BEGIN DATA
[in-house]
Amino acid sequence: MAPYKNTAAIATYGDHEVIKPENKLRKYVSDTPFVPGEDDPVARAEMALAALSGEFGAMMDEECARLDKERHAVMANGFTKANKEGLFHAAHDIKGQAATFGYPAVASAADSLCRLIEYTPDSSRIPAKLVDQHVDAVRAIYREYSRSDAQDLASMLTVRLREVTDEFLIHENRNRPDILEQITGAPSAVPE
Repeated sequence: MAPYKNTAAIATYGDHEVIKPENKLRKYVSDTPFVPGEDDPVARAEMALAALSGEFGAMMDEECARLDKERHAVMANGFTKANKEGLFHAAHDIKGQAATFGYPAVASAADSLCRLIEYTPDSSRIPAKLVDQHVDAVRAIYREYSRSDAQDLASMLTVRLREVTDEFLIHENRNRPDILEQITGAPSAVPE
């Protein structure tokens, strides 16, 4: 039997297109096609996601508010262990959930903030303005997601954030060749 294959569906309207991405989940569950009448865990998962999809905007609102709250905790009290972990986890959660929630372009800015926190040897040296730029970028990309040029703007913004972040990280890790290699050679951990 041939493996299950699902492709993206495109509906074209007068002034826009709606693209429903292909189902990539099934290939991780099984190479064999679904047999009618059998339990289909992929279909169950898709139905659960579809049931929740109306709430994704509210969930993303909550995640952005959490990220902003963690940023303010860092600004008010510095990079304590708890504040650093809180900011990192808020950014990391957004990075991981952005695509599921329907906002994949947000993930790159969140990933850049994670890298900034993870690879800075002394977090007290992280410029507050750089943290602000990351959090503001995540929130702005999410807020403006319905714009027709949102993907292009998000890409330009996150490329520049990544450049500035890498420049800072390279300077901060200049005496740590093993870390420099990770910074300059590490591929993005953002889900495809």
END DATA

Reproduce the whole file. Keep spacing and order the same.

[in-house]
Amino acid sequence: MAPYKNTAAIATYGDHEVIKPENKLRKYVSDTPFVPGEDDPVARAEMALAALSGEFGAMMDEECARLDKERHAVMANGFTKANKEGLFHAAHDIKGQAATFGYPAVASAADSLCRLIEYTPDSSRIPAKLVDQHVDAVRAIYREYSRSDAQDLASMLTVRLREVTDEFLIHENRNRPDILEQITGAPSAVPE
Repeated sequence: MAPYKNTAAIATYGDHEVIKPENKLRKYVSDTPFVPGEDDPVARAEMALAALSGEFGAMMDEECARLDKERHAVMANGFTKANKEGLFHAAHDIKGQAATFGYPAVASAADSLCRLIEYTPDSSRIPAKLVDQHVDAVRAIYREYSRSDAQDLASMLTVRLREVTDEFLIHENRNRPDILEQITGAPSAVPE
């Protein structure tokens, strides 16, 4: 039997297109096609996601508010262990959930903030303005997601954030060749 294959569906309207991405989940569950009448865990998962999809905007609102709250905790009290972990986890959660929630372009800015926190040897040296730029970028990309040029703007913004972040990280890790290699050679951990 041939493996299950699902492709993206495109509906074209007068002034826009709606693209429903292909189902990539099934290939991780099984190479064999679904047999009618059998339990289909992929279909169950898709139905659960579809049931929740109306709430994704509210969930993303909550995640952005959490990220902003963690940023303010860092600004008010510095990079304590708890504040650093809180900011990192808020950014990391957004990075991981952005695509599921329907906002994949947000993930790159969140990933850049994670890298900034993870690879800075002394977090007290992280410029507050750089943290602000990351959090503001995540929130702005999410807020403006319905714009027709949102993907292009998000890409330009996150490329520049990544450049500035890498420049800072390279300077901060200049005496740590093993870390420099990770910074300059590490591929993005953002889900495809």